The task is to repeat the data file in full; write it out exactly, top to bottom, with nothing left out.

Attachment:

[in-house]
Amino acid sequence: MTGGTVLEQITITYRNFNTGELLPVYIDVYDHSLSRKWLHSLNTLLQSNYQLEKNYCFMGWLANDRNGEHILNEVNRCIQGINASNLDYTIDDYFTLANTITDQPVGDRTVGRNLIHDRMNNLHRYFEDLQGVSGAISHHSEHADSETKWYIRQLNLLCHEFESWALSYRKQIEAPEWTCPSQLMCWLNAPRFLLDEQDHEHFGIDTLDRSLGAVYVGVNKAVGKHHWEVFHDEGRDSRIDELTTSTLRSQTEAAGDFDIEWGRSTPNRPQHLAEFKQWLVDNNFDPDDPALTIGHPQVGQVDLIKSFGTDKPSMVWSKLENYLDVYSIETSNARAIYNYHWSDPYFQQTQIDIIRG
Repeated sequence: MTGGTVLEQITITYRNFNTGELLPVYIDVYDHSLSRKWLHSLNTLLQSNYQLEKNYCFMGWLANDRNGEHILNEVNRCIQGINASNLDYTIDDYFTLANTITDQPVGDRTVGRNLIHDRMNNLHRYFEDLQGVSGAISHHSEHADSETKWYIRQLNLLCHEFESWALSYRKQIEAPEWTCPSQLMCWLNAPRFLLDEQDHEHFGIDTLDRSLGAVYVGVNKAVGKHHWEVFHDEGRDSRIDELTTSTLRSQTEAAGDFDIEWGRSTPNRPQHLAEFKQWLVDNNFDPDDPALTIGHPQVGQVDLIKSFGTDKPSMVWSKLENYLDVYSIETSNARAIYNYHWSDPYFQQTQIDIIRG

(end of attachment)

[in-house]
Amino acid sequence: MTGGTVLEQITITYRNFNTGELLPVYIDVYDHSLSRKWLHSLNTLLQSNYQLEKNYCFMGWLANDRNGEHILNEVNRCIQGINASNLDYTIDDYFTLANTITDQPVGDRTVGRNLIHDRMNNLHRYFEDLQGVSGAISHHSEHADSETKWYIRQLNLLCHEFESWALSYRKQIEAPEWTCPSQLMCWLNAPRFLLDEQDHEHFGIDTLDRSLGAVYVGVNKAVGKHHWEVFHDEGRDSRIDELTTSTLRSQTEAAGDFDIEWGRSTPNRPQHLAEFKQWLVDNNFDPDDPALTIGHPQVGQVDLIKSFGTDKPSMVWSKLENYLDVYSIETSNARAIYNYHWSDPYFQQTQIDIIRG
Repeated sequence: MTGGTVLEQITITYRNFNTGELLPVYIDVYDHSLSRKWLHSLNTLLQSNYQLEKNYCFMGWLANDRNGEHILNEVNRCIQGINASNLDYTIDDYFTLANTITDQPVGDRTVGRNLIHDRMNNLHRYFEDLQGVSGAISHHSEHADSETKWYIRQLNLLCHEFESWALSYRKQIEAPEWTCPSQLMCWLNAPRFLLDEQDHEHFGIDTLDRSLGAVYVGVNKAVGKHHWEVFHDEGRDSRIDELTTSTLRSQTEAAGDFDIEWGRSTPNRPQHLAEFKQWLVDNNFDPDDPALTIGHPQVGQVDLIKSFGTDKPSMVWSKLENYLDVYSIETSNARAIYNYHWSDPYFQQTQIDIIRG